Later there was a walking tour of the financial district around Wall Street. The tour began next to the Wall Street Bull in Bowling Green where people reminisced about their experiences in Zuccotti Park in 2011.

Many spoke about how the movement changed and inspired them to dedicate their lives to activism and change in their communities.

There was nostalgia in Zuccotti Park as people told stories and reminisced with old friends about personal experiences and why they believe the issues underlying the social movement are still relevant.

There was one big difference, however: things were a lot less tense compared to last year at S17. At least, the people were relaxed, although police persisted in closely monitoring the walking tour its entire length. Somehow they seemed to expect law-breaking. Some things haven’t changed much.

The week promises to be more eventful as more rallies in labor, money in politics and tax on Wall Street are scheduled for the anniversary of OWS, September 17.

Silent deterrent to war, Peace Vigil keeps watch over White House

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The White House Peace Vigil takes up only a little sidewalk space on Pennsylvania Ave. but leaves a big footprint. For 32 years, two six-foot yellow signs with a white tarp between them have warned us about the dangers of nuclear weapons. This iconic statement for disarmament almost came to an end today.

In the middle of the night Park Police disassembled and carted off the vigil’s tent and signs when its watchman left. Vigil supporters contacted the police, with Eleanor Holmes Norton following up, to restore the vigil this afternoon.

Thousands of tourists have seen it, taken pictures of it, and talked to Concepcion, the co-founder who’s been there since the beginning–Chinese tourists from Shanghai, Koreans from Seoul, Germans on their way to Philadelphia, gay rights activists from Africa, and school groups from Iowa.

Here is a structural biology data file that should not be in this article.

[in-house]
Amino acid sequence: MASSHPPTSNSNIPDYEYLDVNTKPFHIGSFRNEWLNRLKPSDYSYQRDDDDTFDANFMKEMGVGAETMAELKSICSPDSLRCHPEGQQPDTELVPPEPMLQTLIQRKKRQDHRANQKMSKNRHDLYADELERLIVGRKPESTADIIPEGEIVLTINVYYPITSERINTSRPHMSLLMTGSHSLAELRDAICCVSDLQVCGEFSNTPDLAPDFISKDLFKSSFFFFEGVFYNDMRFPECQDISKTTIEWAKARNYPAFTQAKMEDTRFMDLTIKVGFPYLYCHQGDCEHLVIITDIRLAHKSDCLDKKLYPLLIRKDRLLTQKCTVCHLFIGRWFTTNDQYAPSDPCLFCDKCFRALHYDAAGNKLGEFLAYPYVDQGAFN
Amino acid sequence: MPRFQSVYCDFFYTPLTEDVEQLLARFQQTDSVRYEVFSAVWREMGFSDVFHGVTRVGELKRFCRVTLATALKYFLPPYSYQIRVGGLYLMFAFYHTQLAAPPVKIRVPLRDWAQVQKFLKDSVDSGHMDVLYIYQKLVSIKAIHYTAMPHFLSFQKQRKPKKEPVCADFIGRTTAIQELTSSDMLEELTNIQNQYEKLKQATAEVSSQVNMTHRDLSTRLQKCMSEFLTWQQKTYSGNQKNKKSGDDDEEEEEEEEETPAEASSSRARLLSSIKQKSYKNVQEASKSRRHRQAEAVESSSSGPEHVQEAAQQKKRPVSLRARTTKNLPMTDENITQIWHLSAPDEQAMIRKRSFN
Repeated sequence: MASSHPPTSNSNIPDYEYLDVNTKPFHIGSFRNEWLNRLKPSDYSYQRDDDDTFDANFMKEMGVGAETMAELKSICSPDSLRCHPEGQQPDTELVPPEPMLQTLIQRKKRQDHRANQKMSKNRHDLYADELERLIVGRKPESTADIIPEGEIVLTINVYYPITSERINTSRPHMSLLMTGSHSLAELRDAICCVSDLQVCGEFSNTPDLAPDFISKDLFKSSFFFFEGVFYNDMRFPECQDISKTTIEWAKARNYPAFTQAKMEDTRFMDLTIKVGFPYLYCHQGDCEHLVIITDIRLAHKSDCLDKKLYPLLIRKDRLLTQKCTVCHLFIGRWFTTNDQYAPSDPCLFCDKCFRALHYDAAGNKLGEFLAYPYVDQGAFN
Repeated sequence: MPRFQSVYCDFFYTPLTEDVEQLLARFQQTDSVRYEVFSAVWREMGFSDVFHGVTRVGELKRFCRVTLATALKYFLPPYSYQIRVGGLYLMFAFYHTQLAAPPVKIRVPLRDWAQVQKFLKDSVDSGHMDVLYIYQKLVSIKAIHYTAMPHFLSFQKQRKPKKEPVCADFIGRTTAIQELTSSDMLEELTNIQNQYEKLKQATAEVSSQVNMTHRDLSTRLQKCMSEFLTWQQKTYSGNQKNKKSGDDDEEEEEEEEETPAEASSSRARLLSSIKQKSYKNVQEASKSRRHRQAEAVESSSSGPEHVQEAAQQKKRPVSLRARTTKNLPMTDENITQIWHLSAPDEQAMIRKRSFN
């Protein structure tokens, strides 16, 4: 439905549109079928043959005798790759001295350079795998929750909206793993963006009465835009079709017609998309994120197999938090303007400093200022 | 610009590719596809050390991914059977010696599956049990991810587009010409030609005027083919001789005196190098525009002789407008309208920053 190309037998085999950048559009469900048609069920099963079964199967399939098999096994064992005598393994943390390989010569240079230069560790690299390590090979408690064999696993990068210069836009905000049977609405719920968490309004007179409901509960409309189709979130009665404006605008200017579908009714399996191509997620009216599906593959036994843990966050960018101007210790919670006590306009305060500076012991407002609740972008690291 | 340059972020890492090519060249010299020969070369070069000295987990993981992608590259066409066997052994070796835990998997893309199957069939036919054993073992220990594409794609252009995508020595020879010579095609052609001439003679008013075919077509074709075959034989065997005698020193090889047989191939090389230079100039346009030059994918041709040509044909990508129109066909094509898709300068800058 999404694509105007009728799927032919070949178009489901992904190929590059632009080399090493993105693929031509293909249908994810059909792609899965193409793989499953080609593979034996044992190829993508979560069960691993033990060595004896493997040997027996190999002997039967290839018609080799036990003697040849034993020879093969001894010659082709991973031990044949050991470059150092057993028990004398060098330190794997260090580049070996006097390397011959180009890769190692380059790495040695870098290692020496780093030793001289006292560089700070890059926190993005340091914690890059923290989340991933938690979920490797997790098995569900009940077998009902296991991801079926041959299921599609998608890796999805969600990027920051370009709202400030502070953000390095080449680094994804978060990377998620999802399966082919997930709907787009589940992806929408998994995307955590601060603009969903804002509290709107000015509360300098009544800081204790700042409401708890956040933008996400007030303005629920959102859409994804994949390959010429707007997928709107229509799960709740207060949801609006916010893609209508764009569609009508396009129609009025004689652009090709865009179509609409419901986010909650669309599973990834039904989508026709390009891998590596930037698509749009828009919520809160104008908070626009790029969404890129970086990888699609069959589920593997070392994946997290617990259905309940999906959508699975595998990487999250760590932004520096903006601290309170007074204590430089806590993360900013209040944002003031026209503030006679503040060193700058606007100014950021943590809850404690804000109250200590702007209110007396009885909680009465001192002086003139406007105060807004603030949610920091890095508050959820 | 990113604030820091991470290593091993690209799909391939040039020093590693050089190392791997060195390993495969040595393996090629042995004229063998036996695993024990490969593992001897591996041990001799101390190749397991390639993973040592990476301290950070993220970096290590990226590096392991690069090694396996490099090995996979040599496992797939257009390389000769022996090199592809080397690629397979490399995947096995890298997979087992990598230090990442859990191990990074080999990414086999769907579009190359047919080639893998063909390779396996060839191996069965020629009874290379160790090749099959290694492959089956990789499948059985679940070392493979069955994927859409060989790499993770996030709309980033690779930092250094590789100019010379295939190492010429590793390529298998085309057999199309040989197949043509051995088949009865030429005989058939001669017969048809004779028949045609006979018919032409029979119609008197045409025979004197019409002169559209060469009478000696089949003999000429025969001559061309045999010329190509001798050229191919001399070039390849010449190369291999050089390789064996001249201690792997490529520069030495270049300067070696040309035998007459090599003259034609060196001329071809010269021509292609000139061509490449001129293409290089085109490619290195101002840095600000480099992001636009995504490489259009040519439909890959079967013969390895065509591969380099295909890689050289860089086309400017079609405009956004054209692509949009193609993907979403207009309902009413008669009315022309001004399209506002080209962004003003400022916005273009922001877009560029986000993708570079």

Peace Vigil was removed temporarily
Peace Vigil reinstated today

Hundreds of volunteers have invested over 282,000 hours of labor staffing the vigil, sitting through rain, snow, cold, heat, thirst–and boredom. During Hurricane Sandy three people held it in place for hours as the wind screamed.

There’s a bathroom nearby but it closes early. Someone has to man it 24 hours a day, so volunteers are organized into shifts and bring their own food and water. They have to wait for their replacements, even if they come late.

Facing the north portico of the White House, the tattered tarp and yellow signs present an image of the powerless confronting the all-powerful. Undoubtedly every president since 1981–five of them–has seen it and knows its history, yet none have ever acknowledged it.

Year after year the vigil has persevered with no measurable effect. Nuclear weapons still exist. Whether we’re making progress toward nuclear disarmament or not, the vigil still serves a purpose.

The powerful argue that a strong military is a deterrent. For the same reason, the Peace Vigil must be maintained as one tiny block in the dam against the tendency toward violence. It’s an irritant to every president and a reminder that there are always those who stand vigilant against war.

Today the Peace Vigil got a reprieve. Tomorrow the sun will rise, and it will still be there. Will it be there for another 32 years? I think we’ll still need it then.

CODEPINK to camp out on Congress’ doorstep until Syria vote

Activists from CODEPINK set up “camp” on an Independence Avenue sidewalk on Friday evening, just a few steps from the U.S. Capitol building. They had to clear out just a few hours later, but they’ll be back Saturday morning when their permit kicks in.

After that, they don’t intend to leave until the House votes on the Authorization of Military Force in Syria resolution sometime next week.

CODEPINK founder Medea Benjamin said, “We’re here for a peace insurrection. We’re going to build it over the weekend and be ready on Monday when Congress comes back from a long vacation.”

U.S. Capitol Police however were clearly uncomfortable with protestors hanging out on the corner so close to the Capitol building, playing loud music, dancing and displaying large anti-war banners.

CODEPINK is calling the camp “Peace Insurrection,” a base for people to express their opposition to proposed military intervention in Syria. President Obama is pressing Congress for authorization to launch missiles into Syria after the al-Assad regime allegedly gassed civilians in the Damascus region with chemical weapons.

“We care about people who are suffering,” says Benjamin, “but we know that more violence is not the answer.”

Both Senate and House committees have approved resolutions for military force against Syria. When Congress returns next week, debate on the resolutions will begin on Senate and House floors.

The consequences of missile strikes, says Benjamin, are “totally unknown.”

“This is a scary moment in history,” she says, “and I’m glad that so many Americans are standing up… They are doing it in the heartland of America, in townhall meetings in offices of Congresspeople, flooding phone lines, and it’s pretty exciting to see in just a week.”